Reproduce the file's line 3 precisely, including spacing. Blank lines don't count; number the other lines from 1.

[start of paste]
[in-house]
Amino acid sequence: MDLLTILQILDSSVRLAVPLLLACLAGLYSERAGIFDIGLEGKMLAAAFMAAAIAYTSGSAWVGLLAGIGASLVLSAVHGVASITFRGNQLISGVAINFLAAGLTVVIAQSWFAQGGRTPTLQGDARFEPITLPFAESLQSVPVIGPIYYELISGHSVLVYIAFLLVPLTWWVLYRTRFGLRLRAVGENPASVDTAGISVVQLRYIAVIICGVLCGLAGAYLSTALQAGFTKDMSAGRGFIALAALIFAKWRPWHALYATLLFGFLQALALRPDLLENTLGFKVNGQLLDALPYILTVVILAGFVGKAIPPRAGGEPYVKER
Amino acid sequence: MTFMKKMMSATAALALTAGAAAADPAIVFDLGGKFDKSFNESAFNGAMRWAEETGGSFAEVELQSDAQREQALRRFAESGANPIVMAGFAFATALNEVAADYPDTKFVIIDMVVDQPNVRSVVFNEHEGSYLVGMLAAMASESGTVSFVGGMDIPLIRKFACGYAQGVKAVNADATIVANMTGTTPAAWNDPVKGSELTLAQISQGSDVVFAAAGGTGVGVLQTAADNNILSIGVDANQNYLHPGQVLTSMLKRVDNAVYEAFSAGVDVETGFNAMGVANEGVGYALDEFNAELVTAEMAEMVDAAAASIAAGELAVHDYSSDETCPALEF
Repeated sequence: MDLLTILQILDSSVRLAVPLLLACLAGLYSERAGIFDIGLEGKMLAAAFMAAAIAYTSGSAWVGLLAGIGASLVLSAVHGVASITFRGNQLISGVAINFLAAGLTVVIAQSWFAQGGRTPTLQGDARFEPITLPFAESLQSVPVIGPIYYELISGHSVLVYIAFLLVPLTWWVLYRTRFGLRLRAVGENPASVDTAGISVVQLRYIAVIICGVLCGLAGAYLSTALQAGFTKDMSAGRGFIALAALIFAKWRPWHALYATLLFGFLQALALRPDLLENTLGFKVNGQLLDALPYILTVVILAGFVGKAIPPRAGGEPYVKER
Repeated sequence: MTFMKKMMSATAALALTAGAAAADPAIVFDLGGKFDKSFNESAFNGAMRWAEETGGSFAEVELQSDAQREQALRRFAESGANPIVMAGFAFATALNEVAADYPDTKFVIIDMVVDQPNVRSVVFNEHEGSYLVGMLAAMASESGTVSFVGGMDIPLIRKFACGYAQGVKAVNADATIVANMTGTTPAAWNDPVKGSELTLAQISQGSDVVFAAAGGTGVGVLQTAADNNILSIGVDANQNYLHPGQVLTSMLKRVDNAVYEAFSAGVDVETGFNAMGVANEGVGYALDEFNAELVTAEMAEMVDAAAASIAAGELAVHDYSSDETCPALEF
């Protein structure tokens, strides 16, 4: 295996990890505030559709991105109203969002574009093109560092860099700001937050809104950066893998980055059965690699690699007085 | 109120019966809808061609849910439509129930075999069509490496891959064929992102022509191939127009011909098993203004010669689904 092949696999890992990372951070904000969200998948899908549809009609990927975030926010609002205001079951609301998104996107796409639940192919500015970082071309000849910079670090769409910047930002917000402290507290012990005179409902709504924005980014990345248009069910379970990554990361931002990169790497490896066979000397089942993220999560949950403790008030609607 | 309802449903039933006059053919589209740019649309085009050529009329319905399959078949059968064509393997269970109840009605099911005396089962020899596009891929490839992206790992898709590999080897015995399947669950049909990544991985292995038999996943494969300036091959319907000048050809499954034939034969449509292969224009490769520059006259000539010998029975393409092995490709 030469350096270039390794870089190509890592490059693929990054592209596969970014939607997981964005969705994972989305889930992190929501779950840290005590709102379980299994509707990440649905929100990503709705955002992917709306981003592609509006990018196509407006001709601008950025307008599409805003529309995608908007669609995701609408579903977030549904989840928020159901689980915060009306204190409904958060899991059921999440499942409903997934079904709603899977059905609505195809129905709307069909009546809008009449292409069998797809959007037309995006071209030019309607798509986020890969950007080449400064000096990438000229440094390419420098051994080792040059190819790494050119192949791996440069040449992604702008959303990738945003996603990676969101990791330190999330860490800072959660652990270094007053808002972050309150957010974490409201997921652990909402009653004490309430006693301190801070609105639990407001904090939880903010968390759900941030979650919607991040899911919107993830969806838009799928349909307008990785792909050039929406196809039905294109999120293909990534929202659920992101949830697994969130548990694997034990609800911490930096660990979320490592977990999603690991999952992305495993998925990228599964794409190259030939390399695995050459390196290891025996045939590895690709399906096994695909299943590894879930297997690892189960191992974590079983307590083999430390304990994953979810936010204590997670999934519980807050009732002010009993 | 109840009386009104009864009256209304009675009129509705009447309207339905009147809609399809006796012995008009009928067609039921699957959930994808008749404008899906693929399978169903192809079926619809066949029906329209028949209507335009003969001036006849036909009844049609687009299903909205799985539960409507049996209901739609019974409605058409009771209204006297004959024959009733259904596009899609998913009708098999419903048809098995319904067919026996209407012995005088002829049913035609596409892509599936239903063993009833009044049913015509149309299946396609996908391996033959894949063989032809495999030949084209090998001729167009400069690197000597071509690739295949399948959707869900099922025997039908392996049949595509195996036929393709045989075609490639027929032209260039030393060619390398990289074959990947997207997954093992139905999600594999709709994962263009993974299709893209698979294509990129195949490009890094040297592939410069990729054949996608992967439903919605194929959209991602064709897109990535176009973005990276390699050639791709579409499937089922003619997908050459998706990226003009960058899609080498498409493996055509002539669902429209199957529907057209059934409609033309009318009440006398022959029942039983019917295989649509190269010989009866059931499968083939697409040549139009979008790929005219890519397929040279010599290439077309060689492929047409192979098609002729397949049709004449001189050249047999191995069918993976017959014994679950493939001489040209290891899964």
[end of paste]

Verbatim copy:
Amino acid sequence: MTFMKKMMSATAALALTAGAAAADPAIVFDLGGKFDKSFNESAFNGAMRWAEETGGSFAEVELQSDAQREQALRRFAESGANPIVMAGFAFATALNEVAADYPDTKFVIIDMVVDQPNVRSVVFNEHEGSYLVGMLAAMASESGTVSFVGGMDIPLIRKFACGYAQGVKAVNADATIVANMTGTTPAAWNDPVKGSELTLAQISQGSDVVFAAAGGTGVGVLQTAADNNILSIGVDANQNYLHPGQVLTSMLKRVDNAVYEAFSAGVDVETGFNAMGVANEGVGYALDEFNAELVTAEMAEMVDAAAASIAAGELAVHDYSSDETCPALEF